If you ask a technician who is just starting out to estimate the cost of a job, they will definitely take into account labor (the work they have to do) and probably materials. The tech might even include a markup for profit. Since you have to cover all the bills, not just the jobs, you know that there’s a lot more to pricing a job. Your everyday prices should reflect the value to a homeowner, but a homeowner isn't much different than that tech and will think about your invoice the same way the tech does.
Every business owner has different goals. Some owners want to grow a huge business with hundreds of employees that dominate a market. Some owners want a self-sustaining “lifestyle” business that lets them spend more time with their families or leave a financial legacy for their children. Some owners want to build something that benefits their employees and their community. No matter what your goals are, sustained profitability is what lets you reach your goals. To achieve this, you need to know your costs and price on value.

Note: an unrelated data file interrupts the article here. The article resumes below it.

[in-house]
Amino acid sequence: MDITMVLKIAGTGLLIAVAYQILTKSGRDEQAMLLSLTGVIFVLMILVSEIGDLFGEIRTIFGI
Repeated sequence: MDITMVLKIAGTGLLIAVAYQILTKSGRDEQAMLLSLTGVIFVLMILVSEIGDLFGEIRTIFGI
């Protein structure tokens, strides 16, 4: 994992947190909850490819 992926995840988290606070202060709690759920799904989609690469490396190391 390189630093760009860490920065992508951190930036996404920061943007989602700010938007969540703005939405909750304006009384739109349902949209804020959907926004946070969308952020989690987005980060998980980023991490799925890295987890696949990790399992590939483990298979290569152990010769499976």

It’s an honest question, and one I receive quite often. Let me begin by explaining where this comes from. Part of my day-to-day job responsibilities is to work with contracting companies to implement mobile software for their field technicians, this includes working with them to setup the price book, decide best practices for the services technicians, and to then ultimately train their team to utilize the system, During which, this question pops up: should I charge a trip charge or fuel fee?